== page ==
The infrastructure of the distributed system may be homogenous or heterogenous. In a heterogenous structure, the various agents may include, e.g., a NT machine, a Netware machine and a UNIX machine, all connected to the condition detection component. Each machine sends specific events or event types to the condition detection component. The events are parameterized to ensure that they are in the correct format for use by the condition detection component. The parameterizing of the events may occur at the condition detection component or at the individual agents. When the events are received, the operating system (OS) of the condition detection component instantiates (i.e., automatically begins) the iteration of the stored program code which applies to the events to determine if the condition evaluates to “true”. In one embodiment, the condition is agent based (i.e., depends on the specific type of agent of the heterogenous system). The events then are provided with an attribute which identifies to which agent they belong. This attribute is utilized in the evaluation of the condition.
FIG. 4 illustrates a condition detection system of the present invention. The basic structure of the condition evaluation scheme of the present invention differs significantly from the conventional cache-based approach. FIG. 4 contains three nodes, model 407, node2 409 and node3 401. Node3 401 hosts the condition detection component 402. Each condition statement 404 is stored in the condition detection component 402 as illustrated. That is, each variable in the condition statement directly references a list of received events 403 of its corresponding event type. The event types are received from model 407 and node2 409. These event types include A1 411, A2 415, B1 413, C1 417, and D1 419 in the illustrative example. In accordance with a preferred embodiment of the invention and the illustrative example, the event types are filtered based on the “WITHIN” window specification appended to the condition statement 404. In this illustrative embodiment, only events received within the last 5 minutes are considered in the evaluation of the equation. Evaluation of the condition is accomplished by systematically substituting each event instance for the parameters in the equation until the Boolean statement is satisfied, or all possible combinations are exhausted. Every combination that evaluates the equation to “true” is a detection of the condition of interest. Conditions of interest can be anything whose occurrence the system manager desires to monitor or be made aware of. These may be faults in the system, levels of activity, breakdown, etc.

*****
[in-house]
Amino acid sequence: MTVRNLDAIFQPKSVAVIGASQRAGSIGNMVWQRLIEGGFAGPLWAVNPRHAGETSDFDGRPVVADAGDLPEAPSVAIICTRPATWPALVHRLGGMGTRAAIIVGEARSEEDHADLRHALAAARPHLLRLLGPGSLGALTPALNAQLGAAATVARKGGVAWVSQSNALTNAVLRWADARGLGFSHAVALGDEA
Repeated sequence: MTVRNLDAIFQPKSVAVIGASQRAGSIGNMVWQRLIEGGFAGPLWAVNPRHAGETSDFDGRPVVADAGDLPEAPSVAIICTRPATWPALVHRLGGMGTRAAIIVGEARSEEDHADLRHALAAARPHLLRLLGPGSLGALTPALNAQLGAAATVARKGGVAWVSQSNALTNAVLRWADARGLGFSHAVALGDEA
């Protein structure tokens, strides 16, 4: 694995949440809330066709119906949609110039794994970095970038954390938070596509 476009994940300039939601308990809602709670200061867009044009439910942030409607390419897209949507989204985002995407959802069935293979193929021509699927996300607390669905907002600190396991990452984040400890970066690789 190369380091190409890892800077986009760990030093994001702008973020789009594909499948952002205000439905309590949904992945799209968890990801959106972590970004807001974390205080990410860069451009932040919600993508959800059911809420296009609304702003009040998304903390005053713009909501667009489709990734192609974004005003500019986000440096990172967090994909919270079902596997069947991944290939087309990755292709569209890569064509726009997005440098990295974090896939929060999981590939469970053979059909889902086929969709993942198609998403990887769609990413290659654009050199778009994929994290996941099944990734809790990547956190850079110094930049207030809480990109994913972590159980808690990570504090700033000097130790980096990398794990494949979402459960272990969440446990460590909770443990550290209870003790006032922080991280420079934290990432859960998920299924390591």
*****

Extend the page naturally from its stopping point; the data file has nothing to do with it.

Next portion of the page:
An illustrative example of the invention is now presented. This example occurs on a UNIX system. The condition detection component monitors events of the OS of each UNIX machine, specifically, login into the UNIX machine by a user. Whenever a user attempts to login using a Super User (SU) to login to the root and the attempt fails, an event message is created which is captured and sent to the condition detection component, referred to as the server in this illustrative embodiment. In this embodiment, the programmed event may be an occurrence of three consecutive fails during the same login process. This condition may occur during a hack attack on a system (i.e., an attempt to break into/access a system without proper authorization). In this embodiment, the server is programmed with a condition statement which checks for a set number (3) of consecutive failures and acts accordingly.
A comparison of this approach to the conventional approach reveals that the effort required to formulate the event/attribute filters and cache searches are automated using this approach by using knowledge of the composition of the condition expressions. In other words, the user no longer has to formulate searches of the condition elements to determine if the condition exists. The algorithm eliminates the need for the user input after the data is sent to the condition detection system by instantly running through the combination of parameters and determining if the condition is present.
As is illustrated, the fundamental condition detection algorithm is a basic expression evaluator. The performance for such an algorithm can be highly tuned by a user or system administrator. When a condition is met (i.e., evaluates to be true), any number of responses may occur based on the programming of the condition detection component by the system manager. The condition detection component may do nothing but store the time of the occurrence, or it may produce a visual output such as a light or a text message on a graphical user interface or connected printer. Additionally, the response may be to send email to a system manager. If the condition is a failure on the system, the response may be to fix/correct the failure from the condition detection component. In the above login example, the response may be to alert a security personnel, shut down the agent, and/or log the user off, etc.
FIG. 5 depicts the process of the condition detection in the preferred embodiment. In this embodiment, two types of events are important to the condition, type A and type C. The process begins (step 501), when a new event is received (step 503). The event is checked to determine if it is type A (step 505). If it is type A, it is added to the appropriate type A operand list in the equation. If however, it is not then it is checked to determine if it is type C (step 509). If it is not, then it is deemed to be irrelevant to the condition and discarded (step 511). If, however, it is a type C, it is added to the appropriate type C operand list in the equation. Once a correct type is recorded and placed in the appropriate operand list, a check is made to determine if the prior operands are still within the timed period (step 513). Here the timed period is the time measured from when the prior operand was placed in an operand list to the time the present operand is placed in a list. If the operand is no longer within the predefined time period, it is discarded (step 515) and all events of type A and C that were received more than five minutes before the current event was received are purged from their respective lists. Then the evaluation process begins. For each unique combination of the received event lists, the equation is evaluated for a condition match (step 519). A determination is made of whether the condition is met for any of the combinations (step 521). When the condition is detected, i.e., the equation evaluates to true, the system administrator is alerted (step 523). Then the process ends (step 525). If, however, the condition is not detected, then the process returns to monitor for the occurrence of a new event (step 513).